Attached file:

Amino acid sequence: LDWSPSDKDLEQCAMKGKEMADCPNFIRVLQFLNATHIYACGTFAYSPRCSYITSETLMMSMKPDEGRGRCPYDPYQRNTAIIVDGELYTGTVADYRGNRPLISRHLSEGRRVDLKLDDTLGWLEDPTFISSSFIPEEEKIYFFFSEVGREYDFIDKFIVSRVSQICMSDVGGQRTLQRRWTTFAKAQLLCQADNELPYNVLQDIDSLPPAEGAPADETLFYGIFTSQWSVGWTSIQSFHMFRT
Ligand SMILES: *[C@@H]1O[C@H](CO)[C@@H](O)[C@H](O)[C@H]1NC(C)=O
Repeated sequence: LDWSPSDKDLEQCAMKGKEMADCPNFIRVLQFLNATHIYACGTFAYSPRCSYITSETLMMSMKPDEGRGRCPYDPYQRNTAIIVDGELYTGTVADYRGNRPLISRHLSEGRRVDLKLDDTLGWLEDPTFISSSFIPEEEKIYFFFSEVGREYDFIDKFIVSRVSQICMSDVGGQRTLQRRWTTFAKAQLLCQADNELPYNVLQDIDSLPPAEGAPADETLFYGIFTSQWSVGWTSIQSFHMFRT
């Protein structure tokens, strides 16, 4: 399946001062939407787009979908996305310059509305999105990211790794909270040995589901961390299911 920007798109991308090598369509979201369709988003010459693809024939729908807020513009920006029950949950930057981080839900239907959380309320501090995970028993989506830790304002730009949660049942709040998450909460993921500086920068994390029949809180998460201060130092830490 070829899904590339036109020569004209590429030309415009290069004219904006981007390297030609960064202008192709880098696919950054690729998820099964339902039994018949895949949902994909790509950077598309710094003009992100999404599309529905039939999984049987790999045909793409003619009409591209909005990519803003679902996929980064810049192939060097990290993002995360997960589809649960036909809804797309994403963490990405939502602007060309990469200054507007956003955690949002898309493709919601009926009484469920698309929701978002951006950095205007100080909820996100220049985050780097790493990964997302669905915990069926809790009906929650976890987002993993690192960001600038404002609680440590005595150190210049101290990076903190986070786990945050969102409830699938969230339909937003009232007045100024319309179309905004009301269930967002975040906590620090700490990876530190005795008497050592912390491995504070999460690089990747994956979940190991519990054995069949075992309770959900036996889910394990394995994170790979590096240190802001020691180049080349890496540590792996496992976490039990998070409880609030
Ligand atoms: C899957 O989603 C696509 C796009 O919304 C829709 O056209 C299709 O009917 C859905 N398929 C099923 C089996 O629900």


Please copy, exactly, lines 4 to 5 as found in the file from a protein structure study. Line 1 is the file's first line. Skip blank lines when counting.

């Protein structure tokens, strides 16, 4: 399946001062939407787009979908996305310059509305999105990211790794909270040995589901961390299911 920007798109991308090598369509979201369709988003010459693809024939729908807020513009920006029950949950930057981080839900239907959380309320501090995970028993989506830790304002730009949660049942709040998450909460993921500086920068994390029949809180998460201060130092830490 070829899904590339036109020569004209590429030309415009290069004219904006981007390297030609960064202008192709880098696919950054690729998820099964339902039994018949895949949902994909790509950077598309710094003009992100999404599309529905039939999984049987790999045909793409003619009409591209909005990519803003679902996929980064810049192939060097990290993002995360997960589809649960036909809804797309994403963490990405939502602007060309990469200054507007956003955690949002898309493709919601009926009484469920698309929701978002951006950095205007100080909820996100220049985050780097790493990964997302669905915990069926809790009906929650976890987002993993690192960001600038404002609680440590005595150190210049101290990076903190986070786990945050969102409830699938969230339909937003009232007045100024319309179309905004009301269930967002975040906590620090700490990876530190005795008497050592912390491995504070999460690089990747994956979940190991519990054995069949075992309770959900036996889910394990394995994170790979590096240190802001020691180049080349890496540590792996496992976490039990998070409880609030
Ligand atoms: C899957 O989603 C696509 C796009 O919304 C829709 O056209 C299709 O009917 C859905 N398929 C099923 C089996 O629900």